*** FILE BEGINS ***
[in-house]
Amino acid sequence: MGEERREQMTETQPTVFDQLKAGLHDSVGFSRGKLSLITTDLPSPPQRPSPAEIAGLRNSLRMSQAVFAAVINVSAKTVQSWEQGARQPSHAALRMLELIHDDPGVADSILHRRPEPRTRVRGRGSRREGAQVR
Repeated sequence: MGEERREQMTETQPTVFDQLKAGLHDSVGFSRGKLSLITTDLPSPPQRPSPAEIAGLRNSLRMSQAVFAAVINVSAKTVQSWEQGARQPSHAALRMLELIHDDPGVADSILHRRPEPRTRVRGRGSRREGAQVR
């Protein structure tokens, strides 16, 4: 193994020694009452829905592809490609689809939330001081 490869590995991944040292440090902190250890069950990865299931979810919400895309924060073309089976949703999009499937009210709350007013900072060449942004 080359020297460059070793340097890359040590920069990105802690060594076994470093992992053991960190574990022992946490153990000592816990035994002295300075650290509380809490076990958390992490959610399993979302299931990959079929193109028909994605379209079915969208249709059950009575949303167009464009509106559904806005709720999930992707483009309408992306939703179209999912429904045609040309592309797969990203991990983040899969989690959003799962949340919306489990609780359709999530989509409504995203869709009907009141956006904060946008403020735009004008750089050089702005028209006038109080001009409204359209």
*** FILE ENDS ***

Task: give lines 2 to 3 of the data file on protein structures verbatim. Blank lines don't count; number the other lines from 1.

Amino acid sequence: MGEERREQMTETQPTVFDQLKAGLHDSVGFSRGKLSLITTDLPSPPQRPSPAEIAGLRNSLRMSQAVFAAVINVSAKTVQSWEQGARQPSHAALRMLELIHDDPGVADSILHRRPEPRTRVRGRGSRREGAQVR
Repeated sequence: MGEERREQMTETQPTVFDQLKAGLHDSVGFSRGKLSLITTDLPSPPQRPSPAEIAGLRNSLRMSQAVFAAVINVSAKTVQSWEQGARQPSHAALRMLELIHDDPGVADSILHRRPEPRTRVRGRGSRREGAQVR